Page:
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Spring Rate Calculator

Created by Luciano Miño
Reviewed by Steven Wooding
Last updated: Jan 18, 2024

Our spring rate calculator can easily derive the spring rate (spring constant) for any spring, given some of its properties.

In this short text, we will cover the following:

  • What is the spring rate or spring stiffness?;
  • How to calculate spring rate;
  • Different ways to find the spring rate; and
  • More about this property of springs.

Keep reading to learn more!

What is the spring rate?

Spring rate, spring stiffness, or spring constant, refers to the force per unit length needed to stretch or compress a spring. Its units are N/m (newton per meter), or lbf/in (pounds-force per inch).

We can summarize the definition above with the following spring rate formula:

k=Fδk = \frac{F}{\delta}


  • kk — Spring rate;
  • FF — Axial longitudinal force applied on the spring; and
  • δ\delta — Displacement produced by the force.

Therefore, we can find the spring rate if we measure both the force and the displacement it produces on the spring.

Keep in mind that the spring rate is a property of the spring rather than a property of its material. For further reading, refer to our Young's modulus calculator.

In our spring rate calculator, however, we will focus on another way of finding the spring rate using only its extensive and intensive properties.

How do you calculate spring rate?

To calculate the spring rate, we can use the spring rate formula:

  1. Write down the material's shear modulus (G).

  2. Measure the outer diameter (OD) and the diameter (d) of the wire.

  3. Count the number of active coils (n).

  4. Replace these parameters in the spring rate formula:

    s = G × d4 / (8 × (OD - d)3 × n).

Inner diameter, outer diameter, and wire diameter.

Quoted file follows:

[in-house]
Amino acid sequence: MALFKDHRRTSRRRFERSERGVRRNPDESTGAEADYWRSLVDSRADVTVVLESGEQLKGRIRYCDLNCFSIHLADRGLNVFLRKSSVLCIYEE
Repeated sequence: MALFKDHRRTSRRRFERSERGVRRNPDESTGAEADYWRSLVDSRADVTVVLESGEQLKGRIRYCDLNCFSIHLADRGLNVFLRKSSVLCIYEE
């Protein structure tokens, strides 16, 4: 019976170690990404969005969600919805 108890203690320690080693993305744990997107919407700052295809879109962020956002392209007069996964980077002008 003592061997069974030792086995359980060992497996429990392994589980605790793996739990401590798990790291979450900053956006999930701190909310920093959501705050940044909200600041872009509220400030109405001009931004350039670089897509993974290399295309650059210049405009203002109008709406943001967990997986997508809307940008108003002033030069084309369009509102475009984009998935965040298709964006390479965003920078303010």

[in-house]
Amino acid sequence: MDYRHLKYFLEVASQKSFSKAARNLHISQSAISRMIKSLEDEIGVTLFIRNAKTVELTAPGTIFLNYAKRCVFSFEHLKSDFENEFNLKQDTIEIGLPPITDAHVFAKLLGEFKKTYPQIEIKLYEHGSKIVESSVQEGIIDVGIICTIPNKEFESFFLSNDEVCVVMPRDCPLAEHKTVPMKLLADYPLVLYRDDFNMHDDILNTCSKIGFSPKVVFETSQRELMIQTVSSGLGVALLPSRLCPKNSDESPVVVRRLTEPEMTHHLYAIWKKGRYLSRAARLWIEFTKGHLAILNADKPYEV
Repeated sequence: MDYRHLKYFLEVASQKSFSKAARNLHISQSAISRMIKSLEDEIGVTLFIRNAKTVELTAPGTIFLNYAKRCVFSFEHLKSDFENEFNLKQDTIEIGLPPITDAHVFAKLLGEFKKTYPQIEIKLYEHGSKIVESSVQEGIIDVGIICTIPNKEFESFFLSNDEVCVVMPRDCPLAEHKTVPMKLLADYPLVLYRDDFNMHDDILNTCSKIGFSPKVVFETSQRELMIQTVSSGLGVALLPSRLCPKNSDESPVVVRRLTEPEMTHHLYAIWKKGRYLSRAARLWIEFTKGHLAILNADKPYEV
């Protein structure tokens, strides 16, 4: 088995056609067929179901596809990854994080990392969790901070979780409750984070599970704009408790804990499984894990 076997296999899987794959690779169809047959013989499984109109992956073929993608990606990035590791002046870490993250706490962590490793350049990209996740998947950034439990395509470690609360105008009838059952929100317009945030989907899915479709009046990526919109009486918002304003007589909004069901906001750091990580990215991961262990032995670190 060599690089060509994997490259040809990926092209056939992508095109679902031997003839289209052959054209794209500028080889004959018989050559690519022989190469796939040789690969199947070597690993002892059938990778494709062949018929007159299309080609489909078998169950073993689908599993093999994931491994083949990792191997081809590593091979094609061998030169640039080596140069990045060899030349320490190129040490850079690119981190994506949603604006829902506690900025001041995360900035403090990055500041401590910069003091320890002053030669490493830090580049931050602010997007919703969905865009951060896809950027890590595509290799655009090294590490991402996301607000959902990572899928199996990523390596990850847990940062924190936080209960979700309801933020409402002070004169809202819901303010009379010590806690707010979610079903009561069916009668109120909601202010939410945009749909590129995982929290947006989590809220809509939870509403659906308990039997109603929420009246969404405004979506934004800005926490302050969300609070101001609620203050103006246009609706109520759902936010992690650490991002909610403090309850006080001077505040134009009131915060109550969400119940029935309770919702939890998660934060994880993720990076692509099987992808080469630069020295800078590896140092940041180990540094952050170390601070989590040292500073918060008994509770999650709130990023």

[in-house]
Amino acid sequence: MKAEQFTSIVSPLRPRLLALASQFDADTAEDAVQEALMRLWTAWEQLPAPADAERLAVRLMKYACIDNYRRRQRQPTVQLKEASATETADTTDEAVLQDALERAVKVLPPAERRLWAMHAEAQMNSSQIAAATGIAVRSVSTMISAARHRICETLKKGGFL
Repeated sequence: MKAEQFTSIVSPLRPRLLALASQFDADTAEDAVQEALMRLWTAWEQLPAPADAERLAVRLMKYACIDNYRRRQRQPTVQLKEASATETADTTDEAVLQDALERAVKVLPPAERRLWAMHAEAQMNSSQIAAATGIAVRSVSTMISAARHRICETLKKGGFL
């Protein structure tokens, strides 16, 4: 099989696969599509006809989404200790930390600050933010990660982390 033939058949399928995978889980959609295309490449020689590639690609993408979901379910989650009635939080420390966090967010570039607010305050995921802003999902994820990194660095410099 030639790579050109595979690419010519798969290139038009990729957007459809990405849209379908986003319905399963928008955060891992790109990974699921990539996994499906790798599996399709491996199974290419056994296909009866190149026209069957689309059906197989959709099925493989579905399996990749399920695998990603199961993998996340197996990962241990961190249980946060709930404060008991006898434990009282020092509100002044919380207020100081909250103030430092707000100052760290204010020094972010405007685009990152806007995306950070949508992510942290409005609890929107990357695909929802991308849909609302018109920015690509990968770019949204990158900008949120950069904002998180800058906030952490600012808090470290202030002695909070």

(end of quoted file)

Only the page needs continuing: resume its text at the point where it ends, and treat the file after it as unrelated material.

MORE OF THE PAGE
In this formula, we didn't submit the spring to external forces. By measuring its physical dimensions and knowing the shear modulus of the material, we obtained the resulting spring rate.

What are active coils?

In the spring rate formula, the n value refers only to active coils. These are the coils that contribute to the compression/extension of the spring. Depending on how the ends of the spring look, there could be none or up to four coils that don't do any work.

Here's the summary:

  • Closed and squared / closed and ground ends: these springs have two unused coils;
  • Double closed ends: four unused coils; and
  • Open ends: all coils are active.

Feel free to check our spring calculator to learn more about springs and their properties!


Is spring stiffness the same as spring constant?

Yes. Spring stiffness and spring constant reference the same thing: a measure of how much force is required to compress or stretch said spring. The spring constant k is the proportionality factor between this displacement and the force.

How much force is needed to stretch a 10 N/m spring 0.5 m?

5 newtons (N) or 1.124 pounds-force (lbf). The formula for the absolute value of the strength exerted by a spring is:

F = k·x

where k is the spring rate and x is the displacement. Therefore:

10 N/m × 0.5 m = 5 N

Luciano Miño
Shear modulus (G)
Wire diameter
External diameter
Internal diameter
Spring ends
Active coils
Total coils
Spring rate
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